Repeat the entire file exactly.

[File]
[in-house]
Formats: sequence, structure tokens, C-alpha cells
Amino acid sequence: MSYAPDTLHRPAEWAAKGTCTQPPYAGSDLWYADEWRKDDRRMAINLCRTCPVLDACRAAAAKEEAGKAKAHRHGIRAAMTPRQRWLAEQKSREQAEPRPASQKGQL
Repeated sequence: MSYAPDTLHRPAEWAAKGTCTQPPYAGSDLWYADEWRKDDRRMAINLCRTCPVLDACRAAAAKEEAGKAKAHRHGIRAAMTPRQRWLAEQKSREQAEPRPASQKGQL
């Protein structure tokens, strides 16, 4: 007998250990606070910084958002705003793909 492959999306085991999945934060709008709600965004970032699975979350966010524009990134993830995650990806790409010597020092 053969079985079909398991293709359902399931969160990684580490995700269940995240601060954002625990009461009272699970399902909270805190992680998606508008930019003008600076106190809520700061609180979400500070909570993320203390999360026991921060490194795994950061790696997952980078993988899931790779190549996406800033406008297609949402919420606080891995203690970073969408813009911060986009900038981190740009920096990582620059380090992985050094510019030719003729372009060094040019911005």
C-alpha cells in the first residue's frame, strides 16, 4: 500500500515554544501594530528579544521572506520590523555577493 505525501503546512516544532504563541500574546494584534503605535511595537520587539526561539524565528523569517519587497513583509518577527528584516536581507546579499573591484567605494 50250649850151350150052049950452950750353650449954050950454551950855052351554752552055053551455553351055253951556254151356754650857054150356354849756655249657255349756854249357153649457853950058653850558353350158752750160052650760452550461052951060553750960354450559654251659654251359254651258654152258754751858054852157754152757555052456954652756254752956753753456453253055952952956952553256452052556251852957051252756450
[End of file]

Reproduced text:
[in-house]
Formats: sequence, structure tokens, C-alpha cells
Amino acid sequence: MSYAPDTLHRPAEWAAKGTCTQPPYAGSDLWYADEWRKDDRRMAINLCRTCPVLDACRAAAAKEEAGKAKAHRHGIRAAMTPRQRWLAEQKSREQAEPRPASQKGQL
Repeated sequence: MSYAPDTLHRPAEWAAKGTCTQPPYAGSDLWYADEWRKDDRRMAINLCRTCPVLDACRAAAAKEEAGKAKAHRHGIRAAMTPRQRWLAEQKSREQAEPRPASQKGQL
């Protein structure tokens, strides 16, 4: 007998250990606070910084958002705003793909 492959999306085991999945934060709008709600965004970032699975979350966010524009990134993830995650990806790409010597020092 053969079985079909398991293709359902399931969160990684580490995700269940995240601060954002625990009461009272699970399902909270805190992680998606508008930019003008600076106190809520700061609180979400500070909570993320203390999360026991921060490194795994950061790696997952980078993988899931790779190549996406800033406008297609949402919420606080891995203690970073969408813009911060986009900038981190740009920096990582620059380090992985050094510019030719003729372009060094040019911005």
C-alpha cells in the first residue's frame, strides 16, 4: 500500500515554544501594530528579544521572506520590523555577493 505525501503546512516544532504563541500574546494584534503605535511595537520587539526561539524565528523569517519587497513583509518577527528584516536581507546579499573591484567605494 50250649850151350150052049950452950750353650449954050950454551950855052351554752552055053551455553351055253951556254151356754650857054150356354849756655249657255349756854249357153649457853950058653850558353350158752750160052650760452550461052951060553750960354450559654251659654251359254651258654152258754751858054852157754152757555052456954652756254752956753753456453253055952952956952553256452052556251852957051252756450